Jairo Zavala is set to release his third album, a culmination of his travels around the world, with songs focusing on local issues.

Distinguished artists from three different continents have collaborated on the album, including Tony Allen (Fela Kuti), Joey Burns and John Convertino (Calexico), Nick Urata (DeVotchKa), and Bernard Fanning (Powderfinger).

Perm, Ural Mountains, Russia. Jairo Zavala is about to hit the stage at a festival where heʼs sharing the bill with Living Colour. He remembers the days when his musical journeys took him as far as the gas tank would allow. This scenario has been repeated in Italy, Switzerland, the United Kingdom, Greece, Belgium, Guatemala, Mexico, El Salvador, the United States, and even in Israel, where heʼs had a hit. From Russia to Australia, thereʼs an entire world thatʼs now heard the guitar of Jairo Zavala.

Nevertheless, Jairo lives and breathes Spain. His children are here, and he travels to every corner of the country with the musical snapshots of his journeys. Despite all his globetrotting, DePedro has firm roots here in Spain. Heʼs a rock ʻnʼ roll workhorse. Thanks to his time in La Vacazul and his work with Amparanoia, he knows all the local Spanish music haunts. And now, thanks to his solo project, and as a member of Calexico, he knows half the worldʼs local music haunts too.

Spanning these two spheres, the local and the global, is “La increible historia de un hombre bueno”, the third album from Depedro, the one that breaks down language barriers between the friends who have helped him out on this project: the local ones (like Vetusta Morla), and the international ones (like Calexico). On this occasion, Jairo has returned to Craig Schumacherʼs studio, where artists like Neko Case, Iron and Wine, and M. Ward have recorded. But this time, he wants to do it his way. He wants to take some risks. To mix the recordings made at the musical playground that is Craig Schumacherʼs studio with some recordings made at home. Once again, the local and the global. It makes sense for a musican who has Peruvian blood on his fatherʼs side and whose mother grew up in Guinea. Imagine all the music and rhythms he must have grown up with.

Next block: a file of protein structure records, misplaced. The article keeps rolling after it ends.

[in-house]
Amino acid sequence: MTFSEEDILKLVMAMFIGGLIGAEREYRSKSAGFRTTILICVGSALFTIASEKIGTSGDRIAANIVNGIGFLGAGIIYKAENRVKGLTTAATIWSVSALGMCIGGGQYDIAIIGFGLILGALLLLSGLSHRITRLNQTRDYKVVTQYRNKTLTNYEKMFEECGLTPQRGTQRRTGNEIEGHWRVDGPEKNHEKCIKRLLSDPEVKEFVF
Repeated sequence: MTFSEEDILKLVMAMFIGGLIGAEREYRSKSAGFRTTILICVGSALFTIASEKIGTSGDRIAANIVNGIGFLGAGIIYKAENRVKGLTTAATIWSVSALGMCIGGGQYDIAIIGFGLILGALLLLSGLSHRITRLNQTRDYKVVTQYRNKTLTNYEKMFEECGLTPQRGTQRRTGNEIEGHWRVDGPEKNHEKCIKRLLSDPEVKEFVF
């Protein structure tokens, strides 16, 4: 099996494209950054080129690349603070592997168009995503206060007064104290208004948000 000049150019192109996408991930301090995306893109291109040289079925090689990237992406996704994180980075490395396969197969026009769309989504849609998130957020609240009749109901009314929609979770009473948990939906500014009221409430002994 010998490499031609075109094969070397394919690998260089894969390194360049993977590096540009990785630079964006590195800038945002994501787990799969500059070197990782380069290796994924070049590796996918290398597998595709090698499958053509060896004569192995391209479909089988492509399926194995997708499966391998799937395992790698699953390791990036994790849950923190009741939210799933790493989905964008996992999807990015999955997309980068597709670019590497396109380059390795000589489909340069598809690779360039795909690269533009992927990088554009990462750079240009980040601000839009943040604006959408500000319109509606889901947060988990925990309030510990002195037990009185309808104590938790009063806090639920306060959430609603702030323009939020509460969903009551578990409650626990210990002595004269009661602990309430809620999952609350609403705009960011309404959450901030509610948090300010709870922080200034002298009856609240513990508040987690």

DePedroʼs songs have also grown. They are charged with healing energy (“Sanity”), infused with the sounds of the street (“¿Qué habéis hecho?”), filled with extraordinary landscapes (“Ella sabía”), nourished by nueva trova (“De como empezamos”) and American spirituals (“You and I”), and in the case of “El pescador” (an irresistable old cumbia standard that Depedro has added to his repertoire, and that grabs you on the first listen), fueled by a driving horn section. “El pescador” can be added to his list of tributes to Latin America, which includes Mexican standards like “La llorona” and Brazilian classics like “Comanche”. Musical excerpts from around the world, which become whole in Jairoʼs hands, almost like the coming together of Pangaea in a single person.

Thereʼs a logic there. These past two years, DePedro has crossed paths with Evan Dando (ex Lemonheads), The Dodos, Steve Berlin (Los Lobos), and the Israeli singer Geva Allon. He has shared his talent with others and visa versa. Thatʼs what collaborating with the best is all about, like with the stellar team who have been working with him on “La increible historia de un hombre bueno”. A ʻglobal dream teamʼ that includes Tony Allen (an essential name in the history of drumming, who was the right-hand man of Nigerian music legend Fela Kuti), Bernard Fanning (who, along with his group Powderfinger, is one of the heavyweights of Australian rock), Nick Urata (from those Denver gypsies DeVotchKa), Martin Wenk (Nada Surf), and, of course, Joey Burns and John Convertino from the band that Jairo also belongs to – Calexico.

This all makes “La increible historia de un hombre bueno” DePedroʼs most ambitious album to date. A piece of work that is original, delicate, creative, well crafted and, above all, human, which pretty much sums up Jairo Zavala.

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